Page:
Panel: No crime, but ‘conduct unbecoming’
May 26, 2012 8:22PM
A historical recreation of the alleged misconduct of Joliet's police and fire chiefs in Jan. 1888. The charges of pouring beer into a patrolman's hat was determined to be unfounded. | Photo Illustration by Matthew Grotto~Sun-Times Media
Updated: July 3, 2012 10:32AM
During a recent spring cleaning at the Joliet Police Department, some officers came across the oldest report in their archives.
In January 1888, Police Chief Charles Blood and Fire Marshal Frank Kramer were accused of habitual misconduct including drunkeness, consorting with notorious women and allowing fighting and drinking between officers, firefighters and saloon patrons.
Isaac V. Park, publisher of the Joliet Daily Express, reported the department heads ended their New Year’s celebration by shooting a pistol out the rear door of a saloon and “drawing a beer in a patrolman’s hat.”
Public outcry forced Mayor John D. Paige to establish an investigative committee to hear testimony about Blood’s and Kramer’s activities.
On three consecutive nights, 41 people offered testimony regarding seven charges. Alderman W.C. Ream told the committee Blood and Kramer weren’t present when he’d been in the saloons “and most emphatically (I) did not loan my head piece for a beer mug that evening or any other ... it wouldn’t have held beer if I had.”
Other witnesses also said they had seen the men in the saloons but had never seen them drunk.
M.J. Duso, who co-owned a saloon “on Jefferson Street, opposite the courthouse,” said neither man had told him he should stay open past closing time and Kramer’s predecessor as chief, John Swanson, said no one had fired a gun at the tavern he owned on Bluff Street.
When Officer Alexander Parks was on his way home about 2:30 a.m., he rapped on Swanson’s door to find the place was closed, but Blood and Kramer were among the men inside “just talking and joking and having a little fun.”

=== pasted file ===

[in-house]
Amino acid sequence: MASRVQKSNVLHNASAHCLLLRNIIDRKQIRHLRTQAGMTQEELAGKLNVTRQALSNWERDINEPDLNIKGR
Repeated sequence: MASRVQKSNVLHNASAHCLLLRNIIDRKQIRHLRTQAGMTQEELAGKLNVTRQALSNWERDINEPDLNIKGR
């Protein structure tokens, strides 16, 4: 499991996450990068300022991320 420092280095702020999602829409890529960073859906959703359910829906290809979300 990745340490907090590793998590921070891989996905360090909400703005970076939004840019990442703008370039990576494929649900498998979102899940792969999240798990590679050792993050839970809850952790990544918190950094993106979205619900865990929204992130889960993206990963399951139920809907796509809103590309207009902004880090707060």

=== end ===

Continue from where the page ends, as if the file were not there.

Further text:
“Frank Scheidt (the bartender) took my hat away from he. When I got it back it was all wet with beer. I don’t know where they put beer in it or whether they threw it in the beer. I didn’t see it in anybody else’s hands,” the patrolman said.
Officer S. F. Ragan denied fighting with Kramer during a dispute in the police station but acknowledged Blood settled the matter by having the three go out to enjoy a free oyster dinner at the restaurant adjoining Anthony Schall’s saloon.
Park the publisher testified “regarding the general corruptness ... of the police and fire departments as gleaned by him from statements made by other people.”
“He was not at the saloons at the the times of the blow-out mentioned by him in his charges,” the committee report noted.
George A. Buck said the only liquor in the police station was confisicated from those arrested and “put in what they call ‘Mr. Haughton’s drawer,’ ” with everything else that was seized.
Thomas Haughton denied knowing what happened to the bottles.
Night Capt. John Frederick said the shots that had been heard around that time were his way of celebrating the new year by firing a few rounds at the corner of Exchange and Bluff streets and again on Summit Street.
“(Then) I was going by my father-in-law’s house on Broadway and I thought I would make him a salute. I went alongside the window and I shot five shots,” Frederick said.
On the first charge, the committee determined there was “no evidence of any misconduct” but on New Year’s Eve the police chief and fire chief had visited four saloons and “drank more or less liquor at them,” accompanied at some of them by other police officers.
“While there was no evidence of boisterous conduct on the part of these officers or in their presence at the saloons or (they) were under the influence of liquor so as to incapacitate them from their duty. Still, their conduct on that evening was unbecoming their positions as guardians of the public peace and merits from the council very severe censure with the admonishions that it must not be repeated,” the committee said.
The committee found no evidence to substantiate the other charges.
The committee believed Park had “caused innocent hearts to suffer unjustly” by printing his tales.
Blood and Kramer remained in their positions but were both outlasted by The Daily Express, which published through 1899.
I.V. Park still was living on Cass Street two years later but had vanished from the city directory by 1904.